2. In the case of an invitation, a client can retrieve its private key from the server and decrypt it using its id and password as an input to the KDF to obtain the symmetric key. Then a user can sign an appropriate message and send it to another user. Finally the other user the only thing that has to do it to provide the signed message he obtained to the server that will check if it is signed by a pre-existing user and allow the new user to use the service.
  • $\begingroup$ Thanks for the comment @JAAAY ! Unfortunately this won't work. We don't want to ask our "users" to generate anything, all must be automatic. We also have "invited" users (which have not used our platform yet), but they need to have a keypair too, so their "limbo" accounts can receive encrypted messages within the platform. Which is why we need a third-party service to keep the keys for our users. $\endgroup$ Commented Nov 29, 2022 at 14:16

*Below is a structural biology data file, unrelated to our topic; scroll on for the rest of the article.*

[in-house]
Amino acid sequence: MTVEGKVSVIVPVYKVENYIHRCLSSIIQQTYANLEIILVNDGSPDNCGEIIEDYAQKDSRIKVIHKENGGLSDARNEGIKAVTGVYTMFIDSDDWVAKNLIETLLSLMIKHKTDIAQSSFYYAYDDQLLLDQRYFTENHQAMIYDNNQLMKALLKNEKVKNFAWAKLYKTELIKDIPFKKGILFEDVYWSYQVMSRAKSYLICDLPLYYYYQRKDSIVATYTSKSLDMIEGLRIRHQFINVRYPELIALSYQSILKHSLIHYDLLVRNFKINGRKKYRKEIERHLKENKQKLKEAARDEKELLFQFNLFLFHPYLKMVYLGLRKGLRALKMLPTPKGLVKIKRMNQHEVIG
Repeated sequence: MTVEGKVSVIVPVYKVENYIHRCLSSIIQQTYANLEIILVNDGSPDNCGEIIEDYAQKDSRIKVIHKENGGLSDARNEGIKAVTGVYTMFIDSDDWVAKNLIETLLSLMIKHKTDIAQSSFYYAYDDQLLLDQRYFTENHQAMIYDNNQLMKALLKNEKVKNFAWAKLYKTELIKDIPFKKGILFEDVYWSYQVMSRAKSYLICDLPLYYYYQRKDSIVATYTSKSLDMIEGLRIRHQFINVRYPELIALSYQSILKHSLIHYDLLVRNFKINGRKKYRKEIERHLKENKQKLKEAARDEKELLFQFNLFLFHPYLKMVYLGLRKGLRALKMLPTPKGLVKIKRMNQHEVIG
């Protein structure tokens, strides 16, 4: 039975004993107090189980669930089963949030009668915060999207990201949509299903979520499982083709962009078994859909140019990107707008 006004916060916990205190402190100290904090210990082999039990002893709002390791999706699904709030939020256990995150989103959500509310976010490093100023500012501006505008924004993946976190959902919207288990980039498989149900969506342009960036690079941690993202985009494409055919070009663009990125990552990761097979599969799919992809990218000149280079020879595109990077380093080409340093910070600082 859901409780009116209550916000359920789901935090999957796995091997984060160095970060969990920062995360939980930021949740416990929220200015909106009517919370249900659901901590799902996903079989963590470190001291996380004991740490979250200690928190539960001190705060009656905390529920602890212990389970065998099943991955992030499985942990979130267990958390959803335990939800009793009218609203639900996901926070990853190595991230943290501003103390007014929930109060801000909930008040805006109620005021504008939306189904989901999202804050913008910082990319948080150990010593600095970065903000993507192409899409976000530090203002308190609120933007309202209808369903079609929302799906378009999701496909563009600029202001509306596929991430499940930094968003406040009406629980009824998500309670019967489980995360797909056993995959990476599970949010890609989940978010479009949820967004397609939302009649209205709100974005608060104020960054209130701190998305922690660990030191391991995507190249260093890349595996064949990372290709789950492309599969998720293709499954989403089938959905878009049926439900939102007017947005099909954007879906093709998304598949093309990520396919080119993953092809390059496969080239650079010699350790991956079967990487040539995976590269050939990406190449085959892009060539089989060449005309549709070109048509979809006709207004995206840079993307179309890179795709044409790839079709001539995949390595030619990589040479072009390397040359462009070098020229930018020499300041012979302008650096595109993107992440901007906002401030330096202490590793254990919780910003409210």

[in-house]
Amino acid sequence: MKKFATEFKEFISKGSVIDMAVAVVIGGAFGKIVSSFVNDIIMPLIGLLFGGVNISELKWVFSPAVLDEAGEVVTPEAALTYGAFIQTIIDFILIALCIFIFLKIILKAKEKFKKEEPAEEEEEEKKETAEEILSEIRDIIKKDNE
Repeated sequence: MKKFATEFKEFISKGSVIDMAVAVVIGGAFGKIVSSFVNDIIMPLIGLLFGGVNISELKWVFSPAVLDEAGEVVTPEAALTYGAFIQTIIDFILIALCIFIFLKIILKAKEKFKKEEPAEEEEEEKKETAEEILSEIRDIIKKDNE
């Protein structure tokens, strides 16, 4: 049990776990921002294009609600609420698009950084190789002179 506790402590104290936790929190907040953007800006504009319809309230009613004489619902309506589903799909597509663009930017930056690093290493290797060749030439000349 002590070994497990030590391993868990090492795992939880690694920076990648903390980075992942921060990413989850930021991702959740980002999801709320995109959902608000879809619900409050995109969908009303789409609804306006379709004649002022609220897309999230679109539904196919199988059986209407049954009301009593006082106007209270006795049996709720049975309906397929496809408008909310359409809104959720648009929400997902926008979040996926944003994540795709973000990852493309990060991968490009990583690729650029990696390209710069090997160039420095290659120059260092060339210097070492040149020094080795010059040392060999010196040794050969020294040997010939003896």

• $\begingroup$ Also security wise it does have benefits. The separation of KMS and encrypted data has its benefits. If the encrypted data ever gets leaked, the keys will be with another service, so it's not a big deal. But if I did both KMS and data storage myself, that would be dramatic. $\endgroup$ Commented Nov 29, 2022 at 14:19